With the club finishing in the top 4 of the Premier League and a Champions League final against Liverpool coming up, Spurs have arguably had one of their best seasons ever. While this may indicate that the club have already achieved a lot, there are still a few reasons why the future looks bright for the North London club.
A Impressive Squad
First and foremost Spurs have a very talented squad, most notably in the form of England captain Harry Kane. The 25-year-old has been able to make a name for himself by scoring a host of goals for both club and country, even entering the 2018 World Cup as a heavy favourite to win the Golden Boot.
Yet the depth of the Spurs squad goes well beyond their star striker. After an injury saw Kane sidelined earlier in the season, teammate Son Heung-Min has had no problems stepping up to be the club’s main man starting with a Premier League game against Huddersfield. From then on, the South Korean international has been in devastating form helping fill the void left by one of the world’s best strikers.
However, ex-boss Tim Sherwood says that a lot can still be done. Noting the club’s lack of recent signings, Sherwood spoke to bwin Football News and detailed how the club need to spend big as Liverpool did. A £70-100 million star signing that lifts the entire squad, he explains, would do much more for the club in the long run than a slew of smaller signings. Considering the club’s recent trajectory, a marquee signing may not be too far off.
Of course, Spurs’ great season wouldn’t have been possible if it wasn’t for manager Mauricio Pochettino.
The Argentinian has been credited with incorporating effective positional play and defensive counter-pressing into the club’s playing style. Positional play dictates that the players organise the team’s possession, with the pitch being divided into different zones and players taking up specific duties as they move in and out of them. Defensive counter-pressing, on the other hand, is all about forcing your opponents to play long and never allowing them to get comfortable. When done properly, these two principles allow Spurs to command possession and stretch their opponents out, ultimately exposing gaps.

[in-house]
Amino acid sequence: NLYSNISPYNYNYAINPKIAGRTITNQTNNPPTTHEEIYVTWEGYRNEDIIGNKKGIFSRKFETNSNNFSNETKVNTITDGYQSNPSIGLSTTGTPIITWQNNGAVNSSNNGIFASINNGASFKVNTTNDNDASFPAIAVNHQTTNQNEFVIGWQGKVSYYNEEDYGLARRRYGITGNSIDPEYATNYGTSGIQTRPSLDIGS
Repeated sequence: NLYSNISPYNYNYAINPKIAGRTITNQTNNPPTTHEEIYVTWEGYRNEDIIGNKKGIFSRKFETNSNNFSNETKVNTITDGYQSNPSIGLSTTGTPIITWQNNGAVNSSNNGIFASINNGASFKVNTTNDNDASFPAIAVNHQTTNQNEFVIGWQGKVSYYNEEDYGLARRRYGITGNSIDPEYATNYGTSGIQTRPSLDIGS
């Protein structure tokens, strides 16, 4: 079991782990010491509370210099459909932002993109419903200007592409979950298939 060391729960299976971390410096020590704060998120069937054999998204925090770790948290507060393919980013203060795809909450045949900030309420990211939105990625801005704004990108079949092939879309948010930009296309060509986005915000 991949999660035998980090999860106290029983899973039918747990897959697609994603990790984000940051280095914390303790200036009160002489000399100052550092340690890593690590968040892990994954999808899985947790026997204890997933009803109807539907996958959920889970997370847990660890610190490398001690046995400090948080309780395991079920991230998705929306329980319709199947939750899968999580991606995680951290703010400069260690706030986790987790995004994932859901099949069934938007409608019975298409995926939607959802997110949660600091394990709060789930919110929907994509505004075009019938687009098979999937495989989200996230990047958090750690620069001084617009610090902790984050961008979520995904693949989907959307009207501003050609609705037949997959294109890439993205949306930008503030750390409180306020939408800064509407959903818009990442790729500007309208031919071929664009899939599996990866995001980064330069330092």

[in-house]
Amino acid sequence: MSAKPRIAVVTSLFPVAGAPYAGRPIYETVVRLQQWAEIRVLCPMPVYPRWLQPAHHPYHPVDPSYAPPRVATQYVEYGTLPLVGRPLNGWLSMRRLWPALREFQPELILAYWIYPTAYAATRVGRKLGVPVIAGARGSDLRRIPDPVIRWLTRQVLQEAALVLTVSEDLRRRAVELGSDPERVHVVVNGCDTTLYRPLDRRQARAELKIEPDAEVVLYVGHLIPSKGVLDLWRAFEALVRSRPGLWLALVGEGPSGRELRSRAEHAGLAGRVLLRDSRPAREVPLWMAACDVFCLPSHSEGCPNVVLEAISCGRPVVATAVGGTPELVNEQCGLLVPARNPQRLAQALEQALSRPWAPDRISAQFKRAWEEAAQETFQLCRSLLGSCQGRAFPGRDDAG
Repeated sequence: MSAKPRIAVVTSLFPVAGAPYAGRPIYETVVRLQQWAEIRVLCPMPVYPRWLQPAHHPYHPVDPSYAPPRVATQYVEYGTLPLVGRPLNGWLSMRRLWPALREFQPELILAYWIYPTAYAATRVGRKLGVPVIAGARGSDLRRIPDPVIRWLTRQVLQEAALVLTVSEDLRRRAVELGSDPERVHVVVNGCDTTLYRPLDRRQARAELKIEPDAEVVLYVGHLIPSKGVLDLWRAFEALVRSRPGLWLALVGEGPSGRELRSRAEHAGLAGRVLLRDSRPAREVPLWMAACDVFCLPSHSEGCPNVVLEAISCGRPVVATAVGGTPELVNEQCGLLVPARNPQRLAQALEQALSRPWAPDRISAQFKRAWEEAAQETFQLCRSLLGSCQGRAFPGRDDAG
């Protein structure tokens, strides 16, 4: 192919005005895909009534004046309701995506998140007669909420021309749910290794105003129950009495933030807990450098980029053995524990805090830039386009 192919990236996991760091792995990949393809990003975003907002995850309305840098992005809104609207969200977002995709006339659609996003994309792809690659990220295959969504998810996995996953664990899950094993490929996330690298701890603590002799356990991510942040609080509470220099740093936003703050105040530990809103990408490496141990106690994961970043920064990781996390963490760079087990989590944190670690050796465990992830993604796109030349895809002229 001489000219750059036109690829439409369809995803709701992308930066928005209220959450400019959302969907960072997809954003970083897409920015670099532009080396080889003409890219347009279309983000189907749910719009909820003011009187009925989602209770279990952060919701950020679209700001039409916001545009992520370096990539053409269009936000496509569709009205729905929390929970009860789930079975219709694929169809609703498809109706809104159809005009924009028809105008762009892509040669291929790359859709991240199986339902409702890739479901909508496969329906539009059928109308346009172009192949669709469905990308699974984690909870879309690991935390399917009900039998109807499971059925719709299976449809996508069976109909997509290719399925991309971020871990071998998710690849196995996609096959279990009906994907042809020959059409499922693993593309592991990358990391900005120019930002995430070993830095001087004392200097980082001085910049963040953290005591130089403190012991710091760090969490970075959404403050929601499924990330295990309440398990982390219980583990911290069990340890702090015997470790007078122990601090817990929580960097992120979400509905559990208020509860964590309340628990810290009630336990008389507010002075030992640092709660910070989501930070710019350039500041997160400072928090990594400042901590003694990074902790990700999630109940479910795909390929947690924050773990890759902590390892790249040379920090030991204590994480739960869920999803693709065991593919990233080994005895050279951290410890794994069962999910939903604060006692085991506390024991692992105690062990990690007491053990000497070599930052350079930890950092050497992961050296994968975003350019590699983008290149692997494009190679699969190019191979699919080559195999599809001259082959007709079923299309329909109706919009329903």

His willingness to be dynamic and adjust tactics based on the opposition’s quality has also been used to explain their European success. In their Champions League first leg win against City in April, Pochettino managed to stop Guardiola’s men from scoring any goals by making smart tactical decisions and not relying on individual performances. Their main advantages were the pressing game and defensive contributions on the right side, which in-turn forced errors in City’s build up.
How Far They’ve Come
Tottenham’s rise hasn’t gone unnoticed, with the club now regularly finishing in the top 4, and victories over rivals Arsenal no longer seems a surprising result. The BBC even reported on Spurs posting a record £113m profit despite the costs of moving into their newly built Tottenham Hotspur Stadium, topping the record achieved by Liverpool just last year.
Indeed, the future looks bright for the club. Additionally, with their first ever Champions League trophy within reach, the days of dismissing Spurs as “bottle jobs” may finally be over.